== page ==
Sunday morning is usually long run day and today was no exception, as I had a moderate pace long run of 14 – 15 miles @ 7:30 to 8:00 minute pace on the schedule. I decided to call it a day at 14, as I was feeling good, but starting to get a little fatigued. I didn’t want to push myself too hard just for the sake of getting one more mile in.
We had a good turnout this morning and everyone left super sweaty, but feeling happy thanks to the endorphins, the cold fountain and the coffee that was consumed afterwards.
I love my sweet running friends!
After our run, Daniel and I headed to church for the second week of our study on Ephesians. We looked at the first half of chapter 2 today. Here are a few of my takeaways:
- To understand our identity in Christ, we must also understand our identity apart from Christ. Paul uses contrast in the first few verses to remind us of who we were before we were living in Christ. We were dead and sinful, living according to our own fleshly, worldly desires.
- We were dead to sin, but God made us alive and His amazing grace saved us. Grace is a gift. Ephesians 2:9 says, “For by grace you have been saved through faith. And this is not your own doing; it is the gift of God, not a result of works, so that no one may boast.”
- It can be hard for us, as human beings, to fully grasp this amazing gift because we are used to thinking in terms of transactions, where something is exchanged on both sides. But this is not an exchange, as that would nullify the concept of the “gift.”
- Grace is the unmerited, undeserved favor of God.
- Mercy is not getting something that you deserve, but grace is getting something that you don’t deserve.
- We are saved for something. We are saved to do something. We are saved to do His work, but we do not have to do work to get saved. We don’t work to get God’s grace, but we work because of God’s grace. Grace should color everything that you do. Everything that we do in Christ, for Christ and like Christ becomes sacred, no matter how mundane the task may seem.
- The lyrics to Steven Curtis Chapman’s song “Do Everything” are a good representation of this.
- The first thing that we see God do in the Bible is work. Work is not a necessary evil, but a gift of God’s grace and a mark of God’s image in us.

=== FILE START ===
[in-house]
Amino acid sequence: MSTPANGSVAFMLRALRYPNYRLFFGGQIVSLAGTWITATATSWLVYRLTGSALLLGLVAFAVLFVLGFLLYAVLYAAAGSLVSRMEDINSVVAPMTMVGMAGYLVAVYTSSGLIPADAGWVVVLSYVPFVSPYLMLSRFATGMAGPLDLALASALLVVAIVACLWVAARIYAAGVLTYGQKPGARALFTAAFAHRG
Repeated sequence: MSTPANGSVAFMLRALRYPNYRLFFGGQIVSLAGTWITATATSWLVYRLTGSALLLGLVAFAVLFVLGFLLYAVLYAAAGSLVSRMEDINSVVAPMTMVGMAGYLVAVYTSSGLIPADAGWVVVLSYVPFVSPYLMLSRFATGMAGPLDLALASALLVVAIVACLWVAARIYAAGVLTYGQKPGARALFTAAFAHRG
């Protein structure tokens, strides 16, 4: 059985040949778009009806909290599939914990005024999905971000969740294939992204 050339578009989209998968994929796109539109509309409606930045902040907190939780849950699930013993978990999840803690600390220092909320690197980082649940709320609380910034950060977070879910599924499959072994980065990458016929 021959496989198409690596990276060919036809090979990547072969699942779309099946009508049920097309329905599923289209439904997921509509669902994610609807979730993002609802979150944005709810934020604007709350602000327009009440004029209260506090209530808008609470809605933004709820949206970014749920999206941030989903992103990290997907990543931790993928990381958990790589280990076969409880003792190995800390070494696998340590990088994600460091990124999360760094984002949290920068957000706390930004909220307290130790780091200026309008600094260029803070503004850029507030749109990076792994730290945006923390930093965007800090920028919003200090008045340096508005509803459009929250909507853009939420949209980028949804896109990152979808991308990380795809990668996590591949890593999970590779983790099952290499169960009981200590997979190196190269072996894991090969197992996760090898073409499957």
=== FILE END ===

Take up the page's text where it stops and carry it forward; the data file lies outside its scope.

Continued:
I had been reflecting over the past day or two about my blog and what, if anything, I was accomplishing by continuing to write it. The message today was the perfect thing for me to hear (isn’t it cool how God does that). Hopefully I have adequately articulated here that I want my life and my running to bring glory to God and tell the story of His grace poured out into my life. While the majority of my posts may be about running, I feel like that is potentially my biggest platform to reach people. It is something that I am passionate about and is a huge part of my life and my “story.” I felt God’s encouragement today to continue “working” on the blog.
While this wasn’t a part of the sermon, I couldn’t help but think of Colossians 3:23 which says, “Whatever you do, work heartily, as for the Lord and not for men.” I have always used this verse as encouragement to get me through the 60 and 70 hour weeks of tax season, but I realize even more so now that the word “work” here doesn’t just refer to what you and I would typically think of as work (i. e., our jobs/occupations). It means that everything in your life should be done for the Lord. As long as we are living here on this earth, we are here for a reason. God is using us to do great work for His kingdom. Obviously, we don’t know exactly how this will play out in our lives, but God surely does. I encourage all of you to pray and ask God what he is calling you to do and I pray that we would all have open ears to listen and receive His word, and that we would be obedient to follow through.
And to tie this back into running, I can’t help but think of this famous quote by Steve Prefontaine.
“Pre” was an American middle and long-distance runner who competed in the 1972 Olympics and once held the American record in seven different distance track events from the 2K to the 10K. While I am fairly certain, he is not referring to the ultimate “gift” (he could be, I don’t really know) and whether he meant it this way or not, he is saying to get out there and work hard, using whatever talents that God gave you to make a difference in the world.
That’s all I’ve got for now. I am going to go be obedient to His calling to “rest.” 🙂 What does He want you to do today?